While you were sleeping our Analysts were relentlessly searching for the top 5 things every Zambian would be speaking about today.
1. Copper on the London Metal Exchange – LME is trading for $6,895/ton having reversed some gains after crossing $7,000/ton last week. Copper call options are fetching $10,200/ton as investors bet high. They see nothing stopping the red metal reverting to all time highs. What does this mean for Zambia? Should tax structures and designs be revised? With the current mine ownership how will the current Zambian benefit?
2. Crude -Oil- is trading for $63/bbl following the corruption crackdown in Saudi Arabia. Saudi Arabia is in the media for inventory levels which some analysts monitoring remote are accusing the Kingdom of not being truthful about its stock levels. The Kwacha has weakened quite a bit to USDZMW9.85. Zambia’s pump price of fuel is dependent on international crude prices and the effect of the Dollar Kwacha Exchange Rate. Oil has depreciated 14% while Kwacha lost 3%, should we expect the Energy Regulation Board – ERB to adjust fuel prices higher?
3. The last Bank of Zambia rate decision meeting for the year is on 23 November. The Monetary Policy Committee – MPC has cut rates 4.5% in total to 11%. Is there room for another rate cut? Treasury bill and bond yields have started to rise. Zambians are awaiting to see the monetary policy stance for the last quarter of the year…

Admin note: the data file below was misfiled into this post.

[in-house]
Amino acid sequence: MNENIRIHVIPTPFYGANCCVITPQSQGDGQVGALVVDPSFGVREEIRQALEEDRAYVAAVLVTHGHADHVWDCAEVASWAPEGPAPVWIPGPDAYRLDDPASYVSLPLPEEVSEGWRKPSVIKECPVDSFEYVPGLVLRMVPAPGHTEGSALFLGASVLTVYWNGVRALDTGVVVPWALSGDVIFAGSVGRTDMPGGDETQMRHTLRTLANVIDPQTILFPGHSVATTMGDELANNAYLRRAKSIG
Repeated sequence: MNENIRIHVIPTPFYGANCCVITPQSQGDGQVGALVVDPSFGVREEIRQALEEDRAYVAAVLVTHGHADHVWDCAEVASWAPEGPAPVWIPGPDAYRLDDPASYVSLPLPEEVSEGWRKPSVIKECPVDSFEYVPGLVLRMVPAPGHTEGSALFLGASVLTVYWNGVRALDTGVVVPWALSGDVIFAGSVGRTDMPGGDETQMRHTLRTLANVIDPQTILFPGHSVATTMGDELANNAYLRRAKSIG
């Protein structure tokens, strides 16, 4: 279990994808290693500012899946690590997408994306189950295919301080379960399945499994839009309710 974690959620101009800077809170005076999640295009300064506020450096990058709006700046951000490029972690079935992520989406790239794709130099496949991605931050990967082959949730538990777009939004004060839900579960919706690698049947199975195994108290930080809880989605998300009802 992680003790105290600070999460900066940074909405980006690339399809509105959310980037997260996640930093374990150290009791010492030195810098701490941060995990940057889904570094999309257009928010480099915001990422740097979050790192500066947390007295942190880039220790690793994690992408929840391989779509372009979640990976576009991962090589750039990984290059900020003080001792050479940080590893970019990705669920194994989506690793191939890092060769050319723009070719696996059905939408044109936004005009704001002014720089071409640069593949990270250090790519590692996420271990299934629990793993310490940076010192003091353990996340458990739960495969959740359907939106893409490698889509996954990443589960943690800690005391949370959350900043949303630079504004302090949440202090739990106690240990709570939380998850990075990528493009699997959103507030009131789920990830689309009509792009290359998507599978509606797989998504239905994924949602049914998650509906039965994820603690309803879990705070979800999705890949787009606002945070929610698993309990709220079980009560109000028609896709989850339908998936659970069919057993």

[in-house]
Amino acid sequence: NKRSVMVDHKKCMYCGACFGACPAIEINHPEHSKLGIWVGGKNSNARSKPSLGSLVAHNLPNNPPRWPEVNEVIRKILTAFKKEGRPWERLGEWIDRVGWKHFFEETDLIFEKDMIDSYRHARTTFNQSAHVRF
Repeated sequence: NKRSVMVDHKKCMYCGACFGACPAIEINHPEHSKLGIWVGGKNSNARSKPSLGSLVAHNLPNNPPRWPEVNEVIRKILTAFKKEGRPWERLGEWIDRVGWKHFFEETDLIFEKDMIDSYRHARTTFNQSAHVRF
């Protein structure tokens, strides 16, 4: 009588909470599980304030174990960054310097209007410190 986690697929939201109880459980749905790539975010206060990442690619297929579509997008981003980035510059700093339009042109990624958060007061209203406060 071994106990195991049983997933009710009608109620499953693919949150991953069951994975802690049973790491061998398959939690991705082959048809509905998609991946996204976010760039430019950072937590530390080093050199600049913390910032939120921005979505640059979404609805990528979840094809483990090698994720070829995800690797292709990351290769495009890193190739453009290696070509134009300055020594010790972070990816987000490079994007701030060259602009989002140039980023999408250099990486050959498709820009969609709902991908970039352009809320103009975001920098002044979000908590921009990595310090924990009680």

4. Its been 8 quarters of IMF deal negotiations. One very clear fact is that the Zambian package discussion has never reached board room level in Washington because it didn’t meet the threshold. Structural issues such as debt levels continue to stand in the way of successful conclusion of a deal. Investors are weary of the wait, Asset Selloffs have resulted. Zambians are thinking what next? Will Ministry of Finance continue Pershing the deal next year? Do we NEED or WANT an IMF deal? Can Zambia survive without an IMF deal?
5. Everybody is talking about the findings of the Auditor Generals Report for 2016. There have been many other reports in previous years which have been presented with shocking findings but with little consequence management for those found wanting. What is it that the state will do this time that it could not do in the last few years when findings were presented? Is not the arm of the law long enough to single out those found with accountability gaps? How different is the 2016 report findings to those of previous years?
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